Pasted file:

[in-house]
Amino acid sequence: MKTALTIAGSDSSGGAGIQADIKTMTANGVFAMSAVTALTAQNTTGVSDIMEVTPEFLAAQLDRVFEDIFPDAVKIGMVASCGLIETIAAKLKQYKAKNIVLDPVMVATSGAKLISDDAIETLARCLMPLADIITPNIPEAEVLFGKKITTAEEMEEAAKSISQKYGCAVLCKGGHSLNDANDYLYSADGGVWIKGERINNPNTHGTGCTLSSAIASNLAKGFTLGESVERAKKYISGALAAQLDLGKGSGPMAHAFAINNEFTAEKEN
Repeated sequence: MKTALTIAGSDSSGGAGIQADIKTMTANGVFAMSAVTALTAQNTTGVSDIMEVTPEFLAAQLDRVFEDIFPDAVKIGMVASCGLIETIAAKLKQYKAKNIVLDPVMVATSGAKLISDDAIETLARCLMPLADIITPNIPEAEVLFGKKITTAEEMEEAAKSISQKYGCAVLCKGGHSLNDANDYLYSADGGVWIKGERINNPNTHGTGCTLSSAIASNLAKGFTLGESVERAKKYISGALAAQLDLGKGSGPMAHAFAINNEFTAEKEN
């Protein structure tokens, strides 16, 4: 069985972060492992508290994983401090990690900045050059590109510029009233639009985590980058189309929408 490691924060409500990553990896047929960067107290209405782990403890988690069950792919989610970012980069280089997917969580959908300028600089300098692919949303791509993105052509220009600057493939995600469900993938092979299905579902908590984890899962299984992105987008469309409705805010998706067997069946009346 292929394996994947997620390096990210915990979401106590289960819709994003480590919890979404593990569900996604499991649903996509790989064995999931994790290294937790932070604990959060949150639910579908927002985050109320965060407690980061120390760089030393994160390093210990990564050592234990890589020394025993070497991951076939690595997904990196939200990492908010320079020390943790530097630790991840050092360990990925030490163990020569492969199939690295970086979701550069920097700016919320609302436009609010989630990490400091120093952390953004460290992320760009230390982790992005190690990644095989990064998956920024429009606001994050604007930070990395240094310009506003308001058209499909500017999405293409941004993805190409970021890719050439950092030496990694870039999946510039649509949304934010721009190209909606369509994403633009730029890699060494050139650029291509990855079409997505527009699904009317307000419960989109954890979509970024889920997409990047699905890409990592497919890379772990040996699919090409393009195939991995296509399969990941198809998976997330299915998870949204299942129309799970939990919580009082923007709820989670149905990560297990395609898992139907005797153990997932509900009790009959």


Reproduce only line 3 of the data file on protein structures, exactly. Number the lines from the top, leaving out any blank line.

Repeated sequence: MKTALTIAGSDSSGGAGIQADIKTMTANGVFAMSAVTALTAQNTTGVSDIMEVTPEFLAAQLDRVFEDIFPDAVKIGMVASCGLIETIAAKLKQYKAKNIVLDPVMVATSGAKLISDDAIETLARCLMPLADIITPNIPEAEVLFGKKITTAEEMEEAAKSISQKYGCAVLCKGGHSLNDANDYLYSADGGVWIKGERINNPNTHGTGCTLSSAIASNLAKGFTLGESVERAKKYISGALAAQLDLGKGSGPMAHAFAINNEFTAEKEN